The National Weather Service predicts the drought in the Southeast will continue to persist or intensify this spring. La Niña conditions will continue for the next few months, and rainfall in Florida is predicted to be below normal through next month. While irrigation can be withheld from citrus in the fall and winter, adequate water in the spring is necessary to maintain good yields. With the prediction of a dry spring, growers may need to review their management practices to make sure they are providing sufficient irrigation to their trees and the new developing crop.
Florida’s sandy soils are notorious for holding very little water. Hence, frequent irrigation, particularly in the hotter spring months of April and May, is necessary to maintain the soil near field capacity.
One thing that has made it easier to manage irrigation is improved technology in the area of soil moisture probes. Tensiometers are still a low-cost method to get a snapshot estimate of soil moisture status. But many growers do not take the time to maintain them properly. Newer technology has recently become available that allows growers to follow changes in soil water status over time. Water content at different depths can be monitored, so the grower can see developing trends in changing water content. Sensors also can indicate how deep water has moved in the soil profile.
Technology is now available that allows growers to access data on soil moisture via radio and Internet or cell phone. Growers can monitor soil water status in distant fields from their home office or any other location. Knowledge of irrigation status can enhance water utilization and save growers from making unnecessary trips to remote fields.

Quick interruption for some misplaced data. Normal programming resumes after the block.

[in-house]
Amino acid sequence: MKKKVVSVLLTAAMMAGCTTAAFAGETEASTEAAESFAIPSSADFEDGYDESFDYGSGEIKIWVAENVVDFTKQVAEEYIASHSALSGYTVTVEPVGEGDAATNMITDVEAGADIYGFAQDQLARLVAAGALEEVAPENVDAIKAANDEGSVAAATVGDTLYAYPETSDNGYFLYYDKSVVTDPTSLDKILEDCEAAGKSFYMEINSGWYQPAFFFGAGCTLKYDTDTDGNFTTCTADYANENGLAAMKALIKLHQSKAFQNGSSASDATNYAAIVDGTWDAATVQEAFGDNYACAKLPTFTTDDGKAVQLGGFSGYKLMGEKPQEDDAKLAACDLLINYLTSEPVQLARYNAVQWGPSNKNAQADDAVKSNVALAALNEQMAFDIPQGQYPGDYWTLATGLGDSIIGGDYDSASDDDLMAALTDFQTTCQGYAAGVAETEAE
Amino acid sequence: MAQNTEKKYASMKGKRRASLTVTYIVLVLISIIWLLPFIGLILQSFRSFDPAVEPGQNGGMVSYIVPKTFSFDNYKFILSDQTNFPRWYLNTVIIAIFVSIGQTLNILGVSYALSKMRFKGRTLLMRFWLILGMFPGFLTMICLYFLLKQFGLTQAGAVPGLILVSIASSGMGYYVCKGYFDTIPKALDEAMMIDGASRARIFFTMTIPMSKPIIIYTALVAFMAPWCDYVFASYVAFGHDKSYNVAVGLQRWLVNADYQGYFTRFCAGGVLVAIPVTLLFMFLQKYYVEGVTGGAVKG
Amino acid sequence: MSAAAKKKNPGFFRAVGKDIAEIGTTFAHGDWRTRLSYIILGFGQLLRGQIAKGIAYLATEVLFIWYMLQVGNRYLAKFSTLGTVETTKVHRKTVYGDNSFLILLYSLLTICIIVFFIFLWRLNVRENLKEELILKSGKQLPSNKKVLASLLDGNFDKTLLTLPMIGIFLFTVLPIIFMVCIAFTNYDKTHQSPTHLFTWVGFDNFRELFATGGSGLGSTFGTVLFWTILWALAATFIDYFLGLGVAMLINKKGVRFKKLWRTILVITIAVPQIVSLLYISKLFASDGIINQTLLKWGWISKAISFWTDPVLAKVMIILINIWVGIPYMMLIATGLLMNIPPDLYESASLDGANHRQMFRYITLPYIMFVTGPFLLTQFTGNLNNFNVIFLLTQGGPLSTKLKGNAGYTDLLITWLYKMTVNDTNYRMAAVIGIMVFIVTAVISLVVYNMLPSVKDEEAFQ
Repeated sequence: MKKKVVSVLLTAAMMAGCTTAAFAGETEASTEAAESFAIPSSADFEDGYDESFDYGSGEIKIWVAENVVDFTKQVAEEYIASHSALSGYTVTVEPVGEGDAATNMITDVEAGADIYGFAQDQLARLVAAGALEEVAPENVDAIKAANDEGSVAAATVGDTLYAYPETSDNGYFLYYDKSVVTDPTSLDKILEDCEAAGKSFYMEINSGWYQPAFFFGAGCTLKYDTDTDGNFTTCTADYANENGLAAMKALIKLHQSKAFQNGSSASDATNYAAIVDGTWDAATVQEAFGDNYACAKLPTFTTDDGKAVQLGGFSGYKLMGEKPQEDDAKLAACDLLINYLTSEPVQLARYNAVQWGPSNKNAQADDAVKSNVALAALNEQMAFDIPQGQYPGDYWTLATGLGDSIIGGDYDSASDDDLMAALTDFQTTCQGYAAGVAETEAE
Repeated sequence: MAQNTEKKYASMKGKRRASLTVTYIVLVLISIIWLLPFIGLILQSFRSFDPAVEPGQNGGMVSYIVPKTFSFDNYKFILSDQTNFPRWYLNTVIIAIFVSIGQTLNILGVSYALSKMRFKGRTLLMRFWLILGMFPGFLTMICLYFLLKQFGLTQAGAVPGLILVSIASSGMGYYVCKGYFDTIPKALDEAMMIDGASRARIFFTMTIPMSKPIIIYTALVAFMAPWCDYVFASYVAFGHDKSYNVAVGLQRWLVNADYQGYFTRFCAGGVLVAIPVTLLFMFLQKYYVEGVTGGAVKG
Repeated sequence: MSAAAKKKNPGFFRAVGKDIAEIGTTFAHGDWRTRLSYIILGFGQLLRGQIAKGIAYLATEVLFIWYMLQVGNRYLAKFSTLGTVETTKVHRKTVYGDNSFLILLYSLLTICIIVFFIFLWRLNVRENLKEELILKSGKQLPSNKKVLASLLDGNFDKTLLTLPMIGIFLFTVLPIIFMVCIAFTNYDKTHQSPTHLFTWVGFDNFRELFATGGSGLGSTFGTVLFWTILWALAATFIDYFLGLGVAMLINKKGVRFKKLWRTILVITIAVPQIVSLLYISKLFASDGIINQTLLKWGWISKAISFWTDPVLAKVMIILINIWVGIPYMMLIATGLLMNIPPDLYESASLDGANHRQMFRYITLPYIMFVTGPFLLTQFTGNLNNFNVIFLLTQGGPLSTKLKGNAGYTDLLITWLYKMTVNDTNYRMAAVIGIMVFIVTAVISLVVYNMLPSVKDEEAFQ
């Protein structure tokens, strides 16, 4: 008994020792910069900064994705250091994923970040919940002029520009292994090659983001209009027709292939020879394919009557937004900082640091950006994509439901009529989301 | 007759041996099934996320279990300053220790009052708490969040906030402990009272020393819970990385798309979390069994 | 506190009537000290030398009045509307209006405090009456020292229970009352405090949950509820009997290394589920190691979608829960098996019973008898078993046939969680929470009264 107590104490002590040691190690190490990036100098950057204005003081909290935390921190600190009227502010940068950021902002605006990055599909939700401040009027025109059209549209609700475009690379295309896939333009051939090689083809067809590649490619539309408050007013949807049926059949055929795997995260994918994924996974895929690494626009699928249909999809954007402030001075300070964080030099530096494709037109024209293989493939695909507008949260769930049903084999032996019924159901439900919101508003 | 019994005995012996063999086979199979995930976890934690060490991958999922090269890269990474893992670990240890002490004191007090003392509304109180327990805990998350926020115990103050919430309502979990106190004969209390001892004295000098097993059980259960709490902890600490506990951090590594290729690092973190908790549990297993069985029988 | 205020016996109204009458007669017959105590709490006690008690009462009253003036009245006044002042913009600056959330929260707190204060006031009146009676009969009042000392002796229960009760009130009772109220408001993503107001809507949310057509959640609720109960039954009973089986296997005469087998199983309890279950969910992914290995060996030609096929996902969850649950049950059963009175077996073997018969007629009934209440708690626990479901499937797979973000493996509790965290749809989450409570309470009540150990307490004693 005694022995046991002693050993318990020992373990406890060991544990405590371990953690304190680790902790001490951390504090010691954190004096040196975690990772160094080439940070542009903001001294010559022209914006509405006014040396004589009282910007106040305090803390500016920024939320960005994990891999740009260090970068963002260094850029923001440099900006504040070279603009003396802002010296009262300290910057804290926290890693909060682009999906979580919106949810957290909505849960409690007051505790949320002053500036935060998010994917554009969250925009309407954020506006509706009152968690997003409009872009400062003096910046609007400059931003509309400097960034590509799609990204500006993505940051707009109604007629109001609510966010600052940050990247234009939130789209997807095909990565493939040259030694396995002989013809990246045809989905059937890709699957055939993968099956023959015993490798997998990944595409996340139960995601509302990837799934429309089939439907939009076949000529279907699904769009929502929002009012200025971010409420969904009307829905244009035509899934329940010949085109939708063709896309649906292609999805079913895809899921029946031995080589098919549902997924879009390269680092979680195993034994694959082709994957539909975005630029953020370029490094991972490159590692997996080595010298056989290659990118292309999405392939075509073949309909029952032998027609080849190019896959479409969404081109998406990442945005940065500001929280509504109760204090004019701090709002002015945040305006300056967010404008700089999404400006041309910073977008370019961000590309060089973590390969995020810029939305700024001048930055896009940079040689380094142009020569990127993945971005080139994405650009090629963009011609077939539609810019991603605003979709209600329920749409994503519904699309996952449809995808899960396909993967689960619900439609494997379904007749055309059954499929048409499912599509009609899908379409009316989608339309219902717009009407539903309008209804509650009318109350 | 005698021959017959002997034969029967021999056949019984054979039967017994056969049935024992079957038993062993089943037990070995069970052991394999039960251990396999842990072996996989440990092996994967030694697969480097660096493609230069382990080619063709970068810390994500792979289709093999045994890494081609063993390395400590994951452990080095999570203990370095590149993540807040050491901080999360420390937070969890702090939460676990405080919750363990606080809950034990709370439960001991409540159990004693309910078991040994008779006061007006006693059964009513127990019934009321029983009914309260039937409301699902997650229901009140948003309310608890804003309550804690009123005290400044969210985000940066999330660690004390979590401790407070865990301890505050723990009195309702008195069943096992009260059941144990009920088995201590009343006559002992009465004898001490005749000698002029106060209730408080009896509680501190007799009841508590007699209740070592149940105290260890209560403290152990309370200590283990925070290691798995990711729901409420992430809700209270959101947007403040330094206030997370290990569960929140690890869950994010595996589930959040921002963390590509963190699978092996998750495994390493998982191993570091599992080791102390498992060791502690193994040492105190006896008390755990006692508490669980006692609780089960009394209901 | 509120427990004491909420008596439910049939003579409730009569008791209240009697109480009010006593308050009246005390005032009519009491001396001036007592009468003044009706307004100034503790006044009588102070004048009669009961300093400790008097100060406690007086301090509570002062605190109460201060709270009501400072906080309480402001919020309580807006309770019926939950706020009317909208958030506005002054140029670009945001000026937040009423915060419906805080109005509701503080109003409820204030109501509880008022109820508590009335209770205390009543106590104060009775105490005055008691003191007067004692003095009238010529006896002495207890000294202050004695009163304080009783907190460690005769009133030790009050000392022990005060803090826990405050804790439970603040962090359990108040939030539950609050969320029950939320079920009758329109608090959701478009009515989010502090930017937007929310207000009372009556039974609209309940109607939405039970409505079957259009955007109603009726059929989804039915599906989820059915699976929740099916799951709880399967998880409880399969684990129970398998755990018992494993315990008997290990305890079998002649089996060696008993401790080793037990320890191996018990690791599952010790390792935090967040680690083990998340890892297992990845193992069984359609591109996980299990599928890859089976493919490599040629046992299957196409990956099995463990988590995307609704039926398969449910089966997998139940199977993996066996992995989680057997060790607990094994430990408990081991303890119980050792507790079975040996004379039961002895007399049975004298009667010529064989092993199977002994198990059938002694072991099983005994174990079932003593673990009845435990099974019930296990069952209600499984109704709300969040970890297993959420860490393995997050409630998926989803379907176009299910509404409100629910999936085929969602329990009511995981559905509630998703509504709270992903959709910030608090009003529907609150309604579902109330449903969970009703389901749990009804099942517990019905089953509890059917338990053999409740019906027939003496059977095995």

Growers also can set soil water status trigger points to start irrigation. These trigger points can be changed with the season. With less stress in the spring, better fruit set is assured. Greater soil water depletion in the fall and winter can save water and pumping costs while helping to concentrate juice solids.
We now have the capability of a fully automated irrigation system, where tree consumptive use determines the frequency and amount of irrigation applied. When the soil dries to a pre-set trigger point, the irrigation will automatically come on. Changes in irrigation frequency are based on tree uptake of water from the soil. Thus, irrigation frequency can automatically adjust to hot, cool, dry, or rainy conditions.
In The Field
We installed an automatic system in a grove of mature Hamlin/Carrizo trees on ridge Candler sand. It was interesting to see when the trees “called” for irrigation (i.e., dried the soil to a pre-set depletion level that triggered an irrigation cycle). Using green microsprinklers (roughly 15 gallons/hour) and half hour irrigation pulses at a 25% moisture depletion level, we found that trees commonly triggered an irrigation pulse two to three times per day in the spring. With this system, trees usually started irrigation pulses around noon, late afternoon, and early evening. When it rained, irrigation was delayed. In the winter when evapotranspiration was lower, trees commonly triggered an irrigation just once a day at 25% depletion. If the depletion level were set at 50% in the winter, irrigation usually occurred every other day. The depletion level trigger point can be adjusted based on grower preference, tree size, and soil type.
These automatic systems cannot replace grower judgment, but they can monitor soil water status, reduce over-irrigation and potential nutrient leaching loss, and start irrigation based on plant water use. Besides monitoring water status, most soil water sensors are eligible for cost share reimbursement in the Southwest Florida Water Management District under the Facilitating Agricultural Resource Management Systems program. This program makes it more affordable for growers to use soil water sensors.